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Throw Out Those Smartphone Earbuds and Buy a Pair of Proper Headphones
  - A Primer on Audio Systems (4)
  - Sony/Shure/Audio Technica/Sennheiser/Yamaha | GEAR & BUSINESS #004
2021/07/12 #004

Throw Out Those Smartphone Earbuds and Buy a Pair of Proper Headphones
- A Primer on Audio Systems (4)
- Sony/Shure/Audio Technica/Sennheiser/Yamaha

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BigBrother
Planner / Editor / Event Organizer

Overview


1.Prologue

Modern lifestyles entail a lot of listening to music while in transit—in Tokyo’s case, on the train.

For listening to music, speakers are traditionally the best, but today I’d like to give my picks to put together a portable sound system for the person on the go.

My recommendation? Stop listening to MP3-quality music files on your smartphone using the earbuds that were included. Instead, get a portable audio player that plays back CD-quality (44.1 kHz / 16-bit) or high-resolution (96 kHz / 24-bit) audio, and use quality headphones.


2.Portable Equipment Picks

To get the best possible sound, one way to go is to use a headphone amplifier with your portable audio player, but as we are talking about a basic system for when you are on the move, those without experience will not need to go so far.

Regarding a portable audio player, I recommend something from the Sony Walkman series, which you can purchase at any consumer electronics retailer.

As for headphones, I recommend something for professional use. For durability I recommend Shure products, and for all-around excellence I recommend Audio-Technica. For listening to a variety of genres of music, Sennheiser products give you well-rounded sound.

Portable Audio Player and Headphone Picks


3.Listening to CDs

If you are going to be listening to music, get rid of the MP3s and downloads, and at the very least, listen to music on CDs. (Or even better, vinyl records, SACDs, or high-resolution audio.) In Japan, you can get your hands on CDs for very little at rental shops. If you want to buy, you can get used CDs for really cheap on online stores. So for people serious about listening to music, make CDs your baseline.

CD sound quality in the 20th century was not as good as vinyl record sound quality. But the CDs you can buy today—or in cases where a 20th century recording has been remastered—you can get sound quality around the same level as vinyl records.

The audio setup I want to recommend today involves connecting a high-end consumer audio CD player to professional-use powered speakers (speakers that have a built-in amplifier, which professionals use in the studio to do soundchecks).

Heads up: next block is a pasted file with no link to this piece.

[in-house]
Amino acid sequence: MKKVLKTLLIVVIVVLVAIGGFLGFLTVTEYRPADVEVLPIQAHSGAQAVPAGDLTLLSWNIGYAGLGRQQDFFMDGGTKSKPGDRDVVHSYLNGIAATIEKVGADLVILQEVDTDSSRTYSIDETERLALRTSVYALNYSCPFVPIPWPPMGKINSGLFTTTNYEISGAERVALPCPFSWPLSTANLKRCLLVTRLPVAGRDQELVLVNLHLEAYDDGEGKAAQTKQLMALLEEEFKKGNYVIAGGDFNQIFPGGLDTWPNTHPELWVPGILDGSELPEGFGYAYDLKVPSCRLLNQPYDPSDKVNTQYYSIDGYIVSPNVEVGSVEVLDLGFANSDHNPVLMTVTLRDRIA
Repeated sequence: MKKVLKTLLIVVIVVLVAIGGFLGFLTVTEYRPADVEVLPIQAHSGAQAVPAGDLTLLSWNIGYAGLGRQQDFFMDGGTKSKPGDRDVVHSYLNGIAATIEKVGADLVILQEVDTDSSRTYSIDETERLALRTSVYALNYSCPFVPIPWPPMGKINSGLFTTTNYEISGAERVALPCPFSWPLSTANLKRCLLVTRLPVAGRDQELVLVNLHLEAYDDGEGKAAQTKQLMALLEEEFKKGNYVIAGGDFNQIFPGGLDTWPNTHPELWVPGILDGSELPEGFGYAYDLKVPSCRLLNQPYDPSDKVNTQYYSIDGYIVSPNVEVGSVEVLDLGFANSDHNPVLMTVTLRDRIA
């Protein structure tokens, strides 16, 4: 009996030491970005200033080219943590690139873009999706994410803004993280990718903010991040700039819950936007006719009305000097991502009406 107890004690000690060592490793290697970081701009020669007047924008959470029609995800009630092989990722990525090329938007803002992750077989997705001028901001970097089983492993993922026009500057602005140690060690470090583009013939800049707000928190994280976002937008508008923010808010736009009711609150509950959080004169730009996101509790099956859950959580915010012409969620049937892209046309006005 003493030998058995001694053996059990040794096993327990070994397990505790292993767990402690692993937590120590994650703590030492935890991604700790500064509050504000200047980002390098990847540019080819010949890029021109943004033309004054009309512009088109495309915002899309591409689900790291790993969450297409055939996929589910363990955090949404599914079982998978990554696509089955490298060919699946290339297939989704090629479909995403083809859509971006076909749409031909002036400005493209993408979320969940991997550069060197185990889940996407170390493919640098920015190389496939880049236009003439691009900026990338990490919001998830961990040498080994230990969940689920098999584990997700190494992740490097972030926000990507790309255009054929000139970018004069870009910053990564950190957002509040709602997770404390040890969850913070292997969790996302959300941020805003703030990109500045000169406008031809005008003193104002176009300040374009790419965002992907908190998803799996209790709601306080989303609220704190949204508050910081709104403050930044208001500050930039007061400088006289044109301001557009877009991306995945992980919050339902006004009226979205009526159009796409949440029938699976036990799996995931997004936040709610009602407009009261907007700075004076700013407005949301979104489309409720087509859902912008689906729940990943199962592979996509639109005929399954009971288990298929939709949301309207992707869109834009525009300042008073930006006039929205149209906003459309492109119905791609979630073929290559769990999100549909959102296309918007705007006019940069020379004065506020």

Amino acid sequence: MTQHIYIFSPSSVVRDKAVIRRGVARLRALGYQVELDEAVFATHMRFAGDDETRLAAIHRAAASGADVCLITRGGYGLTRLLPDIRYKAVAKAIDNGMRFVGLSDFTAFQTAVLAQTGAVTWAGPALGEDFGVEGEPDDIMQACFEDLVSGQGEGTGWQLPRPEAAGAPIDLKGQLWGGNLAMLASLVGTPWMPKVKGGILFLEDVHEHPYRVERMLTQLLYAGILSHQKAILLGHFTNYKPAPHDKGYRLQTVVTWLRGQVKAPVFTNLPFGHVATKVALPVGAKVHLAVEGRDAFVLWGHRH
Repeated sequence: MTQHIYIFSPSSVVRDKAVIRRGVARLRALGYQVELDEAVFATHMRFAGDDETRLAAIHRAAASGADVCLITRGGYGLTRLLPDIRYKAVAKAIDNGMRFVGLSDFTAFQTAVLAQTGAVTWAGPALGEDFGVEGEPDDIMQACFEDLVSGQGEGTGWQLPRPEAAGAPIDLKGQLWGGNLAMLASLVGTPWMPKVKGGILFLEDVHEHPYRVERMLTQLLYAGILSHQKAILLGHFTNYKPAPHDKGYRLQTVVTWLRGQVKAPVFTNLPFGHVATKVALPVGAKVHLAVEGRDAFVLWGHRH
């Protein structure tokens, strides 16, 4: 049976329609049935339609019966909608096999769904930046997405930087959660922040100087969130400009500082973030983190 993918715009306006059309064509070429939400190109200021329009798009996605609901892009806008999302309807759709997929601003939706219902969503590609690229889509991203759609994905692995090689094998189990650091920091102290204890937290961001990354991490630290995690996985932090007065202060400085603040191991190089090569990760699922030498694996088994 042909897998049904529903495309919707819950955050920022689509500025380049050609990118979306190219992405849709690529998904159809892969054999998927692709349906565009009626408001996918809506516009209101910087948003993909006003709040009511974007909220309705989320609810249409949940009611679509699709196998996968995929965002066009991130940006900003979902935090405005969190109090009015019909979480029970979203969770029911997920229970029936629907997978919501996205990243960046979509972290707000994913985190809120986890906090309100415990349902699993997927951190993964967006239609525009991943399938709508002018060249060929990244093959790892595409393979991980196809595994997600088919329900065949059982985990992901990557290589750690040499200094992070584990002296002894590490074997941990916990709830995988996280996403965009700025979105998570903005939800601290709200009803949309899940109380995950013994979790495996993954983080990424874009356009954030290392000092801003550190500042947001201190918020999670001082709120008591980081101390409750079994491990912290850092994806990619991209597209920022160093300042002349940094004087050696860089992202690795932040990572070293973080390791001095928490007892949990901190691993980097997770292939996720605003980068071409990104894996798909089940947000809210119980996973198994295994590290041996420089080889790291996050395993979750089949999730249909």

Connect RCA cables to the output of the CD player, and connect phone plugs into the input of the powered speakers.

For cables, opt for professional audio cables (which have sturdy plugs and balanced sound) instead of the kind of high-end consumer audio cables (the kind they sell at big consumer electronics stores).

As for speakers, the sound will change drastically depending on how you set them up. Try using speaker pedestals and experimenting with different positions.

Another thing to consider is power. Using a basic professional-use power strip will give you stable sound.

To understand what well-balanced sound is, I recommend connecting a pair of Sony studio monitors headphones—an industry standard here in Japan, where it is called the “red line”. Purchase the Sony MDR-CD900ST.

As for powered speakers, both the Yamaha HS5 and the MSP5 STUDIO are known as excellent studio monitors, and both live up to their reputations. Choose one based on the size of your room or your budget; choose the one with the look you like. The HS5 takes after the Yamaha NS-10, which was a world-class near-field studio monitor speaker.

Picks for Listening to CDs

Powered speakers
Amazon Image
YAMAHA HS5
Buy on Amazon
Cable (RCA−phone)
Amazon Image
HOSA
Buy on Amazon

4.A Mac-Based Audio System

If you are someone who regularly listens to music on their Mac, I recommend setting up an audio system that can playback high-resolution audio.

For a PC setup you won’t find much difference between different external hard drives and USB cables, but for this article I will assume this is just a first step, and introduce several products used by the pros.

Yes, it is possible to listen to music on your computer through the internal speakers or through headphones or earphones, but I’d like to recommend using a DAC (a digital-to-audio converter, which converts digital music data into analog) in order to enjoy high-resolution sound.

I’ve chosen a Fostex brand DAC and powered speakers. These can be connected using a cable from Kanare, a Japanese professional audio equipment maker that makes products used by television stations.

Both the DAC and the powered speakers can be connected using RCA cables.

As for headphones, Japanese maker Audio-Technica has made models that have a very Japanese, gentle sound.

These headphones are great for listening to music at night in a small room.

Picks for Enjoying Music on your Mac

External CD drive
Amazon Image
Pioneer
Buy on Amazon
External hard drive
Amazon Image
G-Technology
Buy on Amazon
Powered speakers
Amazon Image
FOSTEX
Buy on Amazon

5.Epilogue

So far in this primer series on audio systems I’ve covered:
Audio Equipment for Listening to Music at Home
On Production Environments for “DTM"
Pro Audio Versus High-End Consumer Audio
Throw Out Those Smartphone Earbuds and Buy a Pair of Proper Headphones

Next time I’ll be going over some quality CD recordings that are perfect for testing out the fidelity of equipment—specifically, my classical, jazz, and rock picks.


GEAR & BUSINESS #004

Throw Out Those Smartphone Earbuds and Buy a Pair of Proper Headphones


※2021/10/13: サイトのtitleタグが変更されました。
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